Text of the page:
BENTONVILLE, Ark. (KNWA/KFTA) — On Tuesday, the Veterans Healthcare System of the Ozarks took a significant step towards addressing the critical issue of mental health within the veteran community as part of the nationwide observance of Suicide Prevention Month.

The event, which was held in Bentonville, brought together officials, community leaders, and faith-based organizations from across Arkansas to discuss and emphasize the importance of suicide prevention for veterans.

Amidst high rates of depression and anxiety in the state, the Fayetteville VA is actively working to tackle the mental health challenges faced by veterans in Northwest Arkansas. According to a recent study by the Centers for Disease Control and Prevention (CDC), Arkansas ranked third in the nation for the number of adults experiencing symptoms related to anxiety and depression.

Dr. Bradley Reed, a prominent physician at Northwest Physical-Springdale, weighed in on the concerning statistics, citing several underlying issues within the state that contribute to the high prevalence of mental health challenges. These issues include a lack of mental health resources, financial constraints, and various risk factors that compound the problem. However, Dr. Reed emphasized that access to healthcare resources and support systems can make a significant difference in addressing these challenges.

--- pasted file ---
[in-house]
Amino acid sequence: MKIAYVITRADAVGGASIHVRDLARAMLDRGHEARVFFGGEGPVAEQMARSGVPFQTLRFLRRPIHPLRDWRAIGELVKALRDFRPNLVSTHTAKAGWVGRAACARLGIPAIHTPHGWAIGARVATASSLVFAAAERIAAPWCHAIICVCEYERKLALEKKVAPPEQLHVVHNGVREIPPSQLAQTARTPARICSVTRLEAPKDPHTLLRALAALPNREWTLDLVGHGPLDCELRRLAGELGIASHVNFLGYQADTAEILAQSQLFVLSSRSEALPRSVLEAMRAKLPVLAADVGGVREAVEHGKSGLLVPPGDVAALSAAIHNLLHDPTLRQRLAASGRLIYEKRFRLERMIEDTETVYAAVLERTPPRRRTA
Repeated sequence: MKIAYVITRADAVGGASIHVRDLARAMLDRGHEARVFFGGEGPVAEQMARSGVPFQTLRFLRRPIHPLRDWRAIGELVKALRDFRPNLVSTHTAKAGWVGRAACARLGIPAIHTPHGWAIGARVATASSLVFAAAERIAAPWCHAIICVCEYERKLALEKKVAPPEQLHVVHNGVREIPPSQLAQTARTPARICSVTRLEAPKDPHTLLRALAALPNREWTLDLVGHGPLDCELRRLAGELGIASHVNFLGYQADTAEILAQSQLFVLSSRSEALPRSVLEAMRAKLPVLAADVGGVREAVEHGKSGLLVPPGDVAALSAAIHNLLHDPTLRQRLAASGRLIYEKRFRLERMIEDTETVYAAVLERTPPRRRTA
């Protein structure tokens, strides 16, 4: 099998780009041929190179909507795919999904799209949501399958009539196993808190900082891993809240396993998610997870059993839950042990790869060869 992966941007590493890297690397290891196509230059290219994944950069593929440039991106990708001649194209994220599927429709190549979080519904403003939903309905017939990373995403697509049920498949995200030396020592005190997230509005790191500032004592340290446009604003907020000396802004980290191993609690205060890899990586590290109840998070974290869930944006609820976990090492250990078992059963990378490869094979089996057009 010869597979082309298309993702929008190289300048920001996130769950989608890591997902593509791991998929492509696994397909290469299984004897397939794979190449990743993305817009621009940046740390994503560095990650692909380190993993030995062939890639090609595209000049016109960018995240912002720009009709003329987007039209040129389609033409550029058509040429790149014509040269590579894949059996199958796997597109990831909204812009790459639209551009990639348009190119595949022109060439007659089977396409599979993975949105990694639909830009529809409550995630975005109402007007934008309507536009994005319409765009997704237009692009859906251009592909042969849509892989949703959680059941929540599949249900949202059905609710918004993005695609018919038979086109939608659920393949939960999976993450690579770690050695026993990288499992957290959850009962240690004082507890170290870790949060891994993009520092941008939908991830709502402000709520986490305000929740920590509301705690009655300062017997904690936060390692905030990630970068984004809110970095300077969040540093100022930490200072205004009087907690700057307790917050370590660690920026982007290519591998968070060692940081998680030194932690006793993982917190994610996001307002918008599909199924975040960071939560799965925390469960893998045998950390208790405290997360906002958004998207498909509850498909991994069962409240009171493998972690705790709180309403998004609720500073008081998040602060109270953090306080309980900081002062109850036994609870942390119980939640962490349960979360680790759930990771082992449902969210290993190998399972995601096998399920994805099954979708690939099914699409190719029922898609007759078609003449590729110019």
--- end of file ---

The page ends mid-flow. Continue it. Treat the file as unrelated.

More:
“We work with everyone, we will find a way to get you help, so the first step is making that call, seeing what is available. There are certainly online resources, there is certainly telehealth resources, so it is just about taking that first step and saying it is okay to ask for help, and we will help you from there,” said Reed.

The event hosted by the Veterans Healthcare System of the Ozarks served as a platform for open dialogue on suicide prevention strategies. Attendees discussed the need for increased awareness, better access to mental health services, and the crucial role that community and faith-based organizations can play in supporting veterans.

As September unfolds, the focus on suicide prevention remains steadfast in Arkansas and across the nation. The Veterans Healthcare System of the Ozarks’ event underscores the importance of community collaboration and support in combatting the alarming rates of anxiety and depression experienced by veterans. By working together, it is hoped that the state can make meaningful progress in improving the mental health and well-being of its veterans, making every month a time for suicide prevention awareness.

If you or someone you know is struggling with thoughts of suicide, please reach out to the National Suicide Prevention Lifeline at 1-800-273-TALK (1-800-273-8255) for immediate assistance.


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